Rhetorical Devices & Figures of Speech

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RHETORICAL DEVICES & FIGURES OF SPEECH
(Bringing Brightness and Buoyancy to Language: Prose & Poetry)

1.

allegory: (Greek, ‘speaking otherwise’) It is a story, poem, or picture which can be interpreted to reveal a hidden meaning, typically a moral or political one. It has a double meaning: a primary or surface meaning; and a secondary or under-the-surface meaning. It is a story, therefore, that can be read, understood and interpreted at two or more levels. 1. Bunyan’s Pilgrim’s Progress is an allegory of Christian Salvation—the best known allegory in the English language. The whole work is a simplified representation of the average man’s journey through the trials and tribulations of life on his way to Heaven. 2. An early example of the use of allegory in literature is the myth of the Cave in Plato’s Republic. Other notable instances of allegory include Swift’s Gulliver’s Travels and George Orwell’s Animal Farm.

2.

alliteration: (Latin, ‘repeating and playing upon the same letter’) The use of words starting with or containing the same letter or sound. It is a very old devise indeed in English verse and is used occasionally in prose. 1. Coleridge’s famous description of the sacred river Alph in Kubla Khan: ‘Five miles meandering with a mazy motion.’ 2. Alliteration is common in tongue-twisters: Betty Botter bought some butter, But, she said, the butter’s bitter; If I put it in the batter It will make my batter bitter, But a bit of better butter, That would make my batter better.

3.

anacoluthon: (Greek, ‘back bending’) A sentence or construction in which the expected grammatical sequence is absent, considered an error in Grammar. Beginning a sentence in one way and continuing or ending it in another—used as a rhetorical device to achieve a particular effect. 1. While in the garden, the door banged shut. (Error in Grammar) 2. You know what I—but let’s forget it! (Rhetorical Device)

4.

anadiplosis: (Greek, ‘doubling’) The repetition of the last word of one clause at the beginning of the following clause to gain a special effect.

1. Dr Johnson’s Rambler No. 21: ‘Labour and care are rewarded with success, success produces confidence, confidence relaxes industry, and negligence ruins the reputation which diligence had raised.’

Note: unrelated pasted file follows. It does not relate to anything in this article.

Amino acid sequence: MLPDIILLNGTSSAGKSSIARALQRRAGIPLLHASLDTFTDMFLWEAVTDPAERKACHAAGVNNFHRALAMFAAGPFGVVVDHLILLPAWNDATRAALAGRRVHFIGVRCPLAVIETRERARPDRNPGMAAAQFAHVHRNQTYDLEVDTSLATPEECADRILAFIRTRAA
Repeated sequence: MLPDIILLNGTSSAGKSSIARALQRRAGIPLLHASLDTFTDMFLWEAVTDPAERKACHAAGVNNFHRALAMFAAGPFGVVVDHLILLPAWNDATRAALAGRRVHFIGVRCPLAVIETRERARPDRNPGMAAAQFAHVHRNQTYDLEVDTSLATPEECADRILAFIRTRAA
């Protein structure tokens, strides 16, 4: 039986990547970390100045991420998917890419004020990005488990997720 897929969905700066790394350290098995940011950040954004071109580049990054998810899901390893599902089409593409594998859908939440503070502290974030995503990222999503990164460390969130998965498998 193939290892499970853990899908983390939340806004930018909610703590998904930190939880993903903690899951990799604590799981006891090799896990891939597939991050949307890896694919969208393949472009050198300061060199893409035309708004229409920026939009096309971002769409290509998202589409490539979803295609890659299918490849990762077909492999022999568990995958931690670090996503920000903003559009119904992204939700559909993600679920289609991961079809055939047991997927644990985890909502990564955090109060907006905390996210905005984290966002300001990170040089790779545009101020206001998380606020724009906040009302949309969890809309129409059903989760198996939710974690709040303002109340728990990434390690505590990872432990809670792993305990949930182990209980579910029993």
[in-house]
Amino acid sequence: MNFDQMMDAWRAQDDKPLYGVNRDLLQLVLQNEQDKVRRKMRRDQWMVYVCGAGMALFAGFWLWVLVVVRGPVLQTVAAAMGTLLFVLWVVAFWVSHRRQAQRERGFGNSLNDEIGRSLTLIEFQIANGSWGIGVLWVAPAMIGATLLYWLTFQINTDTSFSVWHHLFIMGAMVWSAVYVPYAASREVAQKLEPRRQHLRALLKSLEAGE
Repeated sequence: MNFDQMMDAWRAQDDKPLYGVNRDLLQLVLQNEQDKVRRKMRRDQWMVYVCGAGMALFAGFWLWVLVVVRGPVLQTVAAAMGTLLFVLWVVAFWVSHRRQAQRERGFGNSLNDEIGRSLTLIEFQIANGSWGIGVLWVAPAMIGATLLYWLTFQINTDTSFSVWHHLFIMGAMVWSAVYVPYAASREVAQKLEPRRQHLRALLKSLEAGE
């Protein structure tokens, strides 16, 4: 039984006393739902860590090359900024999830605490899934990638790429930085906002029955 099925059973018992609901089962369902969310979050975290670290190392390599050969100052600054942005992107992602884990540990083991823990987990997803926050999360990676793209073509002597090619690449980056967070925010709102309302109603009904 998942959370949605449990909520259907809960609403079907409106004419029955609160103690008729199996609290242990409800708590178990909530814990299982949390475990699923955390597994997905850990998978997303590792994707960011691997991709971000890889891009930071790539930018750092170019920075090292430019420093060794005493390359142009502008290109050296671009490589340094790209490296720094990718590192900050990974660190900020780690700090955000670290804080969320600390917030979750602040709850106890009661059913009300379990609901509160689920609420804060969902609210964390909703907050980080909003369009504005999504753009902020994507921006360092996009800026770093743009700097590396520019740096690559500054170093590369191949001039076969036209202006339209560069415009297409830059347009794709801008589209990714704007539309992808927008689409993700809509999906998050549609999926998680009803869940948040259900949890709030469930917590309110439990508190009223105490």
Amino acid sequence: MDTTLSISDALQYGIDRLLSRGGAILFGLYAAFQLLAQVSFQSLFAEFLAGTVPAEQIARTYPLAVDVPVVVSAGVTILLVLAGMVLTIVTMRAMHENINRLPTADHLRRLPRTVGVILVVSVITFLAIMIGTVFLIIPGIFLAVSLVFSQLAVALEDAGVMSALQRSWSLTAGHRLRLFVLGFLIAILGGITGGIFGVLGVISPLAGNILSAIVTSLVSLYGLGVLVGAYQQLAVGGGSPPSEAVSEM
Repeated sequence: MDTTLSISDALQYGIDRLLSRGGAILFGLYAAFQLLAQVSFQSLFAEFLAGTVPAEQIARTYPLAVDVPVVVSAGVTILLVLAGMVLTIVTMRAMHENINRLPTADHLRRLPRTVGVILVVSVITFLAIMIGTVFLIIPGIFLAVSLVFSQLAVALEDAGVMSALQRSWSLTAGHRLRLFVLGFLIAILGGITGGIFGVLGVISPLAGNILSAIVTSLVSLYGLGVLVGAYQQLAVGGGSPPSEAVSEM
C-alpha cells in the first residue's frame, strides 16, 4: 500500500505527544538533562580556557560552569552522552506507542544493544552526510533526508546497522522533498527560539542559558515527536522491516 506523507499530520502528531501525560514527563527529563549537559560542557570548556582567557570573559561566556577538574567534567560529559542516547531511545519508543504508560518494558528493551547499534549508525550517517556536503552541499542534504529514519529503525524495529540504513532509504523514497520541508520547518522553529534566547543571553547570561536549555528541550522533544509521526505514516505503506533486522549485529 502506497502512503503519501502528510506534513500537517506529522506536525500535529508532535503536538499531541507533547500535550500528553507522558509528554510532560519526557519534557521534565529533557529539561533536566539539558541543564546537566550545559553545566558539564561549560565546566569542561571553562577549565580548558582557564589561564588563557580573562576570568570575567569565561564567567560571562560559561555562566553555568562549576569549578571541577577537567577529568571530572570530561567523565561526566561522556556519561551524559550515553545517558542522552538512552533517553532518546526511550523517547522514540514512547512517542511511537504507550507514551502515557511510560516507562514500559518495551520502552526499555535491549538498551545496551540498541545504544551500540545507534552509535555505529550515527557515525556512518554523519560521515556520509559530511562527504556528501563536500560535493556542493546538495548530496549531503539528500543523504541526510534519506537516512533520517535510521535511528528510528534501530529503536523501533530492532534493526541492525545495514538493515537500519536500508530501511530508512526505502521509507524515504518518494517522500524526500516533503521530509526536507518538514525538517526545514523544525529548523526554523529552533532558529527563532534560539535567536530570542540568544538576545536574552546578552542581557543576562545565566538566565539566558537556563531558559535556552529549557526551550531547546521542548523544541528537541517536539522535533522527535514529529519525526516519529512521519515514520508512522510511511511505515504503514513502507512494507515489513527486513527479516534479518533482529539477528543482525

5.

anaphora: (Greek, ‘carrying up or back’) 1. (Grammar) The use of a word referring back to a word used earlier in a text or conversation, to avoid repetition. For example: ‘I like it so do they.’ 2. (Rhetoric) The repetition of a word or phrase at the beginning of successive clauses. For example: the lament for Lancelot in Malory’s Le Morte D’Arthur: …. you were never matched of earthly knight’s hand; and you were the most courteous knight that ever bore shield; and you were the truest friend to your lover that ever bestrode horse; and you were the truest lover of a sinful man that ever loved women; and you were the kindest man that ever struck with sword; and you were the goodliest person that ever came among press of knights; and you were the meekest man and the gentlest that ever ate in hall among ladies; and you were the sternest knight to your mortal foe that ever put spear in the rest.

6.

anastrophe: (Greek, ‘turning back’: used in Rhetoric) The inversion of the usual order of words or clauses for a particular effect. 1. ‘The question between preaching extempore and from a written discourse, it does not properly fall within the province of this discourse to discuss on any but what may be called rhetorical principles.’ —Richard Whateley’s Elements of Rhetoric.

7.

antithesis: (Greek, ‘opposition’) Fundamentally, contrasting ideas sharpened by the use of opposite or noticeably different meanings. An expression in which contrasting ideas are carefully balanced. 1. ‘Crafty men contemn studies; simple men admire them; and wise men use them.’— Bacon’s apophthegm

2. ‘Though studious, he was popular; though argumentative, he was modest; though inflexible, he...
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